Western Grebes in the Salmon Arm bay of Shuswap Lake
Grebes in the bay
Arm bay on Lake Shuswap is the site for most of British
Columbia's breeding Western Grebes. Every spring the grebes return in April to
explore the bay. At that time the lake water levels are low. But
changes throughout May and by mid-June the water levels generally peak.
Courtship, involving preening, gift giving and dancing on the
water, begins in late April and may still be in progress well into
June. Young grebes begin to appear around the end of June or early
July, riding on the parents' backs and swimming with them. These
marvelous sights can be witnessed from shore using binoculars, from
Peter Jannink Nature Park, the walkway in front of the Prestige Inn,
or at Christmas Island.
Life for the grebes
Life is not always easy for the grebes. The water
levels in the bay increase dramatically and the grebes need to have nests
ready for eggs a few days before the lake levels begin to decline. If the nests,
which are floating and fixed only to grasses or other plants, are made too soon the rising water
may cause the nests to tip or submerge and eggs will be lost. Then the nesting
process must begin again. No doubt some grebe pairs replace their nest two or
three times before the flooding stops and the nests survive. Wind storms and
wave action from boat activities, etc. may also jeopardize nests, although
boaters are usually aware and respect the nesting areas.
Recorded history of Western Grebes in the bay
earliest recorded report of Western Grebes in the bay was in 1950 when
100 birds were counted. Nesting was first recorded here in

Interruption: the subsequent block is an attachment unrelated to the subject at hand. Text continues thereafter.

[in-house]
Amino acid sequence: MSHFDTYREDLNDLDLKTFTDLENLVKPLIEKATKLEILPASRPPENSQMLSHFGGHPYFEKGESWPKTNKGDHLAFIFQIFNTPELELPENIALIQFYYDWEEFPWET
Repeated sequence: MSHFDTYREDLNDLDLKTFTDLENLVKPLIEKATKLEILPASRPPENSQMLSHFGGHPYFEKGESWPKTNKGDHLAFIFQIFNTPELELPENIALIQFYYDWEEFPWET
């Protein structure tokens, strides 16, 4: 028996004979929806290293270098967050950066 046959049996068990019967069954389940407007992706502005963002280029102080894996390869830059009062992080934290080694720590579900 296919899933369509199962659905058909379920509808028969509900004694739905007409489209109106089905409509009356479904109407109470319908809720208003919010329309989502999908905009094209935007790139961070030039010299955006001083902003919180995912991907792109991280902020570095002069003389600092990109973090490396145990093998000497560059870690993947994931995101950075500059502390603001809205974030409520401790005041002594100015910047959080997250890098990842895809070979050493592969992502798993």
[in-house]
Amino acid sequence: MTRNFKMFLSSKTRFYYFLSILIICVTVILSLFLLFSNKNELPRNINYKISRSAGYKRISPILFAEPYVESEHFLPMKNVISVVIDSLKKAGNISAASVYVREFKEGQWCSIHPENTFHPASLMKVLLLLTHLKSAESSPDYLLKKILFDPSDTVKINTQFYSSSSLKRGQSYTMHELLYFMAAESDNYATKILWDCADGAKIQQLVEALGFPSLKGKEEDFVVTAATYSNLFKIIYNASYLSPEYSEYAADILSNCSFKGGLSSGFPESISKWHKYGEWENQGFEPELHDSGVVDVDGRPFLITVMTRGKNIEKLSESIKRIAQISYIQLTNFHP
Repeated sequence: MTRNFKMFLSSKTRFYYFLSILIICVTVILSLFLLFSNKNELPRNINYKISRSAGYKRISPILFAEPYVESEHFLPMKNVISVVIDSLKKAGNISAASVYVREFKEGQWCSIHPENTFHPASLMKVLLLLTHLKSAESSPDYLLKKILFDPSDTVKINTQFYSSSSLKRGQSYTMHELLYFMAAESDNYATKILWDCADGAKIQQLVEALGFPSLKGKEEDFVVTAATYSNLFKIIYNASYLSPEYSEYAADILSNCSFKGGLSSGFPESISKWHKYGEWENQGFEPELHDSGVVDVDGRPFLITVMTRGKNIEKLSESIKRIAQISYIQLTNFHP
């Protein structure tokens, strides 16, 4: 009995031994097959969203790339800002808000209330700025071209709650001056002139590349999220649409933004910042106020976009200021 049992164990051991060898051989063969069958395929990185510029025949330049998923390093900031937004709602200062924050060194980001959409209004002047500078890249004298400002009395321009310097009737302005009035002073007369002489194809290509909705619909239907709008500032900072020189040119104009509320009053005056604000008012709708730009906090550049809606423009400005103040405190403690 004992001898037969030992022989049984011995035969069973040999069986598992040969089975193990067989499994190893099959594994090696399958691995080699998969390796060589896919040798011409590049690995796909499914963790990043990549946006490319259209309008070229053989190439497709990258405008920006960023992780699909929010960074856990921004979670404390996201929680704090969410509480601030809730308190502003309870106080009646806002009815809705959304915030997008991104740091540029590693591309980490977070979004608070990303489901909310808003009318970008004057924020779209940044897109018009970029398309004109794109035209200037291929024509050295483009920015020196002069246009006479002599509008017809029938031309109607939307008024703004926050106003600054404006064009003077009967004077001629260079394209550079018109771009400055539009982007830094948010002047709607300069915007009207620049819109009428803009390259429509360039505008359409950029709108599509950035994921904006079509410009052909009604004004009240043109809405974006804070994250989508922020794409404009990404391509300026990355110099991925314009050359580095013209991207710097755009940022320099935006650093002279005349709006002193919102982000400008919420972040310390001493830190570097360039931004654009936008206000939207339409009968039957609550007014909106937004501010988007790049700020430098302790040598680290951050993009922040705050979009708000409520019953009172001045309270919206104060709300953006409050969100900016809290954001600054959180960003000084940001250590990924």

1962 with 9
Breeding counts have been maintained since that time, at first
sporadically but since 1990 in detail. This population has grown
and stabilized while
those in other areas have diminished or disappeared. The
Salmon Arm bay became a protected area in
1988 when the club presented a resolution to BC Nature at the AGM. It
was largely because the Western Grebe was nesting here that the
ministry handed over much of this area to Nature Trust.
Monitoring the nesting grebe population
Frank and Doris Kime monitored and recorded the population
of the Western Grebe colony on a regular basis from 1990 when they
began to do counts from designated places around Salmon Arm Bay using a
telescope. Previous counts from canoes disturbed the grebes more than
was considered acceptable. The Kimes also recorded changes in habitat,
weather and lake water levels that occurred, and how they may
have affected the grebes. A plaque honouring the Kimes was placed
on the foreshore near the Prestige Inn in 2008. Since the passing of the Kimes, other Shuswap Club members have continued the annual grebe counts.
The recording of events and grebe populations
continues from April to August with counts conducted every second week from
mid-May to mid-July when the nesting results are observed and tallied as well.
We now submit reports to the Breeding Bird Atlas for Bird Studies Canada.
Protecting the grebes
Natural factors such as
dropping water levels, wind storms and predators all take their toll on grebe nests. The increase in development and the
resulting human traffic cannot fail to affect the grebes and their
habitat. There are now usually fewer than 100 pairs nesting in BC, almost all in the Salmon Arm bay. The
shrinkage of wetlands throughout the province demands that the club
remains very vigilant in protecting this habitat. We need to do all we can to protect the Shuswap
Lake and the Salmon River to ensure that water quality of the bay continues to
support the grebes, and all the other wildlife we enjoy.